'Sudan must move fast on UN peacekeepers'
UNITED NATIONS, May 6: UN Secretary-General Kofi Annan pressed Sudan's government to quickly let UN planners begin preparing for a peacekeeping mission in Darfur after the signing of a long-delayed peace agreement.
Welcoming the accord reached in the Nigerian capital, Abuja, between Khartoum and the main Darfur rebel group, Annan yesterday said the international community had to ''really move very quickly to have the right impact on the ground.'' The Khartoum government has opposed inviting in UN troops, saying it would consider that only after a peace deal was reached. It has refused even to let in a UN planning team to assess needs on the ground.
''Now is the time for them to allow the assessment mission to go in, for us to move expeditiously, and I do intend to be in touch with the Sudanese authorities precisely on this point,'' Annan told reporters.
An African Union force that now numbers about 7,000 peacekeepers has been enforcing a shaky cease-fire since 2004 in the three-year civil war in Sudan's western Darfur region.
But the AU says all sides have continued fighting and the West hopes a larger and better-equipped UN force can take over from the Africans later this year.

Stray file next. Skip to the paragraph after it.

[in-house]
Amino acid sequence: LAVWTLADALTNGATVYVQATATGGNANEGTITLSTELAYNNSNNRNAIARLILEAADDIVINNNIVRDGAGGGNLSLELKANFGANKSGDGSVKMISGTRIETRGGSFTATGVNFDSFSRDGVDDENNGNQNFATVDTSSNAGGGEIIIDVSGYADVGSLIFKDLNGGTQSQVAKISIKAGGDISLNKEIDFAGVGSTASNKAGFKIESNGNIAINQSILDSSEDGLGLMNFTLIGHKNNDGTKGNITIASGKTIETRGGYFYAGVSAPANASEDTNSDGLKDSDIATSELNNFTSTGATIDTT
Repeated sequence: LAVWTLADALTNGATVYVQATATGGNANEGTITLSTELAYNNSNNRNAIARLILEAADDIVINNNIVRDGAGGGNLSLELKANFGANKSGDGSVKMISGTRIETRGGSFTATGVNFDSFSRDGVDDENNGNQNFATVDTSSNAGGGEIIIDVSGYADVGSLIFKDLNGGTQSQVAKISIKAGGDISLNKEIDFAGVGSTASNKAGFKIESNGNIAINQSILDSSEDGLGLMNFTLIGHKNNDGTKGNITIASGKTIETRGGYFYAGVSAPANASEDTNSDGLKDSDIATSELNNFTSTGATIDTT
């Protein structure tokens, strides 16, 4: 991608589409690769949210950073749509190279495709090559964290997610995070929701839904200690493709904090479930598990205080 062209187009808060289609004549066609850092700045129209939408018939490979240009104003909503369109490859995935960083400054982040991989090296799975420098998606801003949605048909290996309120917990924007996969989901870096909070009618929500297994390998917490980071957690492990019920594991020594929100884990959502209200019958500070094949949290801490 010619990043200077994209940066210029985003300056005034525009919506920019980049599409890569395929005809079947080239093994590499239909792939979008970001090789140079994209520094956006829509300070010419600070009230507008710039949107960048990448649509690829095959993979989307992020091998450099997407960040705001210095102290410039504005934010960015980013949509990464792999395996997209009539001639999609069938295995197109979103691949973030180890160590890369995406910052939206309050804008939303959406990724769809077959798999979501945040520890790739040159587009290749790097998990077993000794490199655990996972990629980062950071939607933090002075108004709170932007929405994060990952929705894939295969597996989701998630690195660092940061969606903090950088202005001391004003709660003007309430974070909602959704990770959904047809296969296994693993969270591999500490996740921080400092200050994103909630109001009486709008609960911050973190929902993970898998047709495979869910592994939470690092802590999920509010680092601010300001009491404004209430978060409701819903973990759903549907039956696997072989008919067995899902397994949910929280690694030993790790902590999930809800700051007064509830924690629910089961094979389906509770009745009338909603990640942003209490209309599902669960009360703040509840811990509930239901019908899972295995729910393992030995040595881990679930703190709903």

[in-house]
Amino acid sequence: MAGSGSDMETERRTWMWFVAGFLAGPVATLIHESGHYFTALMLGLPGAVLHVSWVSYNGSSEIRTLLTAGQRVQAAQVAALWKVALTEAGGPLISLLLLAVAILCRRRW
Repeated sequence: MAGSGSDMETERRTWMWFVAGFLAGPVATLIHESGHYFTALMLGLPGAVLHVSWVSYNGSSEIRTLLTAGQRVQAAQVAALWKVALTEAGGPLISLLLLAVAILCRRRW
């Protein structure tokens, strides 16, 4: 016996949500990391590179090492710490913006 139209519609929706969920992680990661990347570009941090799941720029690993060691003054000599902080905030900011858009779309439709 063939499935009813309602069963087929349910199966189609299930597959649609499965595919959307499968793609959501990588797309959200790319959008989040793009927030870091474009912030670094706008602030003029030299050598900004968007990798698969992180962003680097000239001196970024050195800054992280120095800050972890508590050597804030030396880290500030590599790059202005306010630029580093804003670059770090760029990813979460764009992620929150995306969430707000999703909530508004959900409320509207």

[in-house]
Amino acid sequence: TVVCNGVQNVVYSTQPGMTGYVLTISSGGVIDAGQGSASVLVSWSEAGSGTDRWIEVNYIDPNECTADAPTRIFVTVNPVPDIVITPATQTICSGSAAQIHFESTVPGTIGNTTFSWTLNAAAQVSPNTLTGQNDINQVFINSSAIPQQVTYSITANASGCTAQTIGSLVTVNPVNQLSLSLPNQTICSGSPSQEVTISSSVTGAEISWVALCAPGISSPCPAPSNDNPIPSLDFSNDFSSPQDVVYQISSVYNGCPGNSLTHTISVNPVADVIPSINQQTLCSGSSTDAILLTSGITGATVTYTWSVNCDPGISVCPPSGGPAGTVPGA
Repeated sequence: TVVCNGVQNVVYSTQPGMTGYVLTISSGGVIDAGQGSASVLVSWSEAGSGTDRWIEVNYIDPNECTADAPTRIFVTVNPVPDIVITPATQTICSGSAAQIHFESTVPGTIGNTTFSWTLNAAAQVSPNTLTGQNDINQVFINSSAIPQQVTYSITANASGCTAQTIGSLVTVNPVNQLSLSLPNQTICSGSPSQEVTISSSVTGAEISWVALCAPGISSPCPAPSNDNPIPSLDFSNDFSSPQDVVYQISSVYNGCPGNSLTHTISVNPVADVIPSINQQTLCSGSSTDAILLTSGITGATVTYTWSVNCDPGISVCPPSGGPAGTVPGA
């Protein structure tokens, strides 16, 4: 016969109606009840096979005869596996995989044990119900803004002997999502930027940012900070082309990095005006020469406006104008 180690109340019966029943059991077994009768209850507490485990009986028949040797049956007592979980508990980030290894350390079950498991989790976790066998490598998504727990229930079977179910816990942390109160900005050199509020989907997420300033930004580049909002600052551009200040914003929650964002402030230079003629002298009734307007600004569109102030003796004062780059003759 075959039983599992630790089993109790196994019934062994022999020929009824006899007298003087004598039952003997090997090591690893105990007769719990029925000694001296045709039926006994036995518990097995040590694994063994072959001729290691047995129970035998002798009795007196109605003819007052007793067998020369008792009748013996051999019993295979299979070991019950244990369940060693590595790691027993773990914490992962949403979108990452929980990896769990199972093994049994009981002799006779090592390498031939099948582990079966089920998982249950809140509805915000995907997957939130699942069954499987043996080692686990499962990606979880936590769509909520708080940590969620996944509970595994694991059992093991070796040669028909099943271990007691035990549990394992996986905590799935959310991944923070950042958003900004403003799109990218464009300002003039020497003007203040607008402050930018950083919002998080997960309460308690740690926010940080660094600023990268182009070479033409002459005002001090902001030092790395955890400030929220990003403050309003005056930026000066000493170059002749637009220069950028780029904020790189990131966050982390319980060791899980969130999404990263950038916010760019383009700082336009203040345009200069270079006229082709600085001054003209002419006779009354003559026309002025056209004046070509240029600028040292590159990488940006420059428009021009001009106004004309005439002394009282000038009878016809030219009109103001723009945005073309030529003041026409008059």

Sudan's deputy UN ambassador, Omar Manis, could not say whether Khartoum would now welcome the U.N. team, and ultimately a UN peacekeeping force..
''As an ambassador, I am not in a position to say yes or no,'' Manis said.
The deal signed yesterday caps two years of AU-led talks.
The Darfur conflict, which began in 2003, pitted rebels from mostly non-Arab tribes against mainly Arab militias backed by the government. A campaign of arson, looting and rape has caused a humanitarian catastrophe in Darfur and the United States calls the violence there genocide.
While the main rebel group, the Sudan Liberation Army, signed the deal, two smaller factions refused, and Annan urged both to reverse course and end ''this tragic chapter in the history of Sudan.'' Annan also noted international donors had pledged just 20 per cent of the 648 million dollars in humanitarian aid for Darfur and urged individuals and corporations to chip in, as they did after the December 2005 Indian Ocean tsunami.
''All hands on deck and whoever can make a contribution, we would urge them to do it,'' he said.